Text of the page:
Planting trees near a river is beneficial for both the people and wildlife who rely on the river.
For the wildlife living within and alongside the river, the trees will grow to create shade for the water, which will lower water temperatures in the summer months and increase dissolved oxygen in the water. This in turn will create better habitat for freshwater biodiversity. In addition, the trees will also grow to create riparian habitat for birds and mammals, including otters and kingfishers.
For land owners next to the river, and people who rely on the river, planting trees can bring about a range of different benefits, from life-saving shelter for livestock, combatting soil erosion, warming the soil to extend the growing season, and slowing surface water run-off to reduce flood risk. The trees will also provide habitat for game birds, attract vital pollinators, and provide an extra income through wood-fuel.
In addition, riverine tree planting presents a fantastic opportunity for the Welland Rivers Trust to work with local community groups, and to get people engaged in the conservation of their rivers.
On December 9th, the Welland Rivers Trust ran the first of several planned community tree planting events for the River Welland.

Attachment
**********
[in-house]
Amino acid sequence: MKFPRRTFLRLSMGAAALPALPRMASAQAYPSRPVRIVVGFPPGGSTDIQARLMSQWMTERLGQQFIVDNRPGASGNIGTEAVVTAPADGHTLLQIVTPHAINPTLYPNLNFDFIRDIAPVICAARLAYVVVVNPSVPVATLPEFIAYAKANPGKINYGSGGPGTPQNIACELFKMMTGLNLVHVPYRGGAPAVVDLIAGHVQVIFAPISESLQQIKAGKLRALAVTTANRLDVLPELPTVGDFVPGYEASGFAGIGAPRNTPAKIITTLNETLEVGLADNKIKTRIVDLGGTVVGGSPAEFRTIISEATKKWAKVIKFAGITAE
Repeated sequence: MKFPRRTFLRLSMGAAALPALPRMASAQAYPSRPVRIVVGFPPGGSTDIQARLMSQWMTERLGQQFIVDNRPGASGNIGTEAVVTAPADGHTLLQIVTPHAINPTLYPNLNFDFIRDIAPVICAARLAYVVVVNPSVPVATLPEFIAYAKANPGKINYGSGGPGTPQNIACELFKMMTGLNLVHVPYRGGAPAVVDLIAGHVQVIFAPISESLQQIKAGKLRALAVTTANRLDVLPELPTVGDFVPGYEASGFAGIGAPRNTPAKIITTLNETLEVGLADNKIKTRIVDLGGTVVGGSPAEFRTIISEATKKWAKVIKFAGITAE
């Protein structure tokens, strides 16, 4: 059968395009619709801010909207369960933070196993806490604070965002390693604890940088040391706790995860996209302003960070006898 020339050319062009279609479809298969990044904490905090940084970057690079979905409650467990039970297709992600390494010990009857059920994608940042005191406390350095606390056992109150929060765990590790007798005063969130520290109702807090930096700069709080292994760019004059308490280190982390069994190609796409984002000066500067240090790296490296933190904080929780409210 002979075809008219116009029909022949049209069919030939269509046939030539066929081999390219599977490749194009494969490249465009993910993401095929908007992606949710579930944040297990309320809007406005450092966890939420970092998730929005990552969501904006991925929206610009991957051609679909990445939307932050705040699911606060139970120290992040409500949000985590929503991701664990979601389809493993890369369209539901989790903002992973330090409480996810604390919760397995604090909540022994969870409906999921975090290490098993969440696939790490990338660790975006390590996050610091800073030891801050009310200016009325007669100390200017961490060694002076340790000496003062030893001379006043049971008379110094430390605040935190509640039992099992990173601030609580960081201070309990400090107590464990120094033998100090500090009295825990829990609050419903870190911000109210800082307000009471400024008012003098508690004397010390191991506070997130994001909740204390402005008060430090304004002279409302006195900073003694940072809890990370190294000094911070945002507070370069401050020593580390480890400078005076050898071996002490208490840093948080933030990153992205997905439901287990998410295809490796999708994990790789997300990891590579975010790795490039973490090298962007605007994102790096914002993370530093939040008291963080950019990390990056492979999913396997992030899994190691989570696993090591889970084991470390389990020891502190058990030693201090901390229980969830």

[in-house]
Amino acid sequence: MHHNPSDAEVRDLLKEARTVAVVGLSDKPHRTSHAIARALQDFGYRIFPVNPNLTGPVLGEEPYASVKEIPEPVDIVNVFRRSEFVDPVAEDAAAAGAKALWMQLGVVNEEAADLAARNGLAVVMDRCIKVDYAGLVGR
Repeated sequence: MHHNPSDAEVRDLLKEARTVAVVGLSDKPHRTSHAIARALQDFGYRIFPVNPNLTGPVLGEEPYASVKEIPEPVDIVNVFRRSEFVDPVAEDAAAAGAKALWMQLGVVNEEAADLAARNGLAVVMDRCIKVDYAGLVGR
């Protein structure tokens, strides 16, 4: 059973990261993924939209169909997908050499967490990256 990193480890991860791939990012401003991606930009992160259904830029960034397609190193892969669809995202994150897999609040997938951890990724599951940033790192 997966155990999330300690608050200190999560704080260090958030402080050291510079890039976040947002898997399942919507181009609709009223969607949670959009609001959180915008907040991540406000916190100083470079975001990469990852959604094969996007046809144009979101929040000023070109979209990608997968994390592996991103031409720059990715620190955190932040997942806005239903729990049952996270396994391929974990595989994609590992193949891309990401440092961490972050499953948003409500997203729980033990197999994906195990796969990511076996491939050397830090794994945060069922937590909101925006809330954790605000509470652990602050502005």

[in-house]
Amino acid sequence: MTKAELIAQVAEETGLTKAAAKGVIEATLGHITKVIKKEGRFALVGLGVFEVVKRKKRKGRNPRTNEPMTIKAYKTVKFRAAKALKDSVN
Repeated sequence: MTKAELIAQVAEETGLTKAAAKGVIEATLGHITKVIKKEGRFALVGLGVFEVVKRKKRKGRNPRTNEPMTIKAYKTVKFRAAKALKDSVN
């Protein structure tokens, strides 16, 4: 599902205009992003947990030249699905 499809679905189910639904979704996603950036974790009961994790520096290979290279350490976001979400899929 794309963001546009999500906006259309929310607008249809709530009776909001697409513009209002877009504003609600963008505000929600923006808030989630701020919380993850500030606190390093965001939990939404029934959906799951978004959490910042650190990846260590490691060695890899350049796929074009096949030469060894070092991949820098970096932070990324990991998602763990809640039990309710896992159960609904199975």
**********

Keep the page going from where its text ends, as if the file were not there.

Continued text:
On a chilly Saturday morning, around 20 community volunteers helped to plant 50 tree saplings. The volunteers were mostly based in the Bringhurst and Great Easton villages, and included both young and old. The trees were of native British species that were appropriate to thrive in the wet soils of a river bank (e.g. English oak, Aspen, Alder).
The plating took place near Harringworth, and over-looked fantastic scenes by the famous Viaduct. Afterwards, the whole group adjourned to the local pub for some well-earned refreshments and good company.
Please look out for future tree planting days that the Welland Rivers Trust will be running in the New Year. Thank you.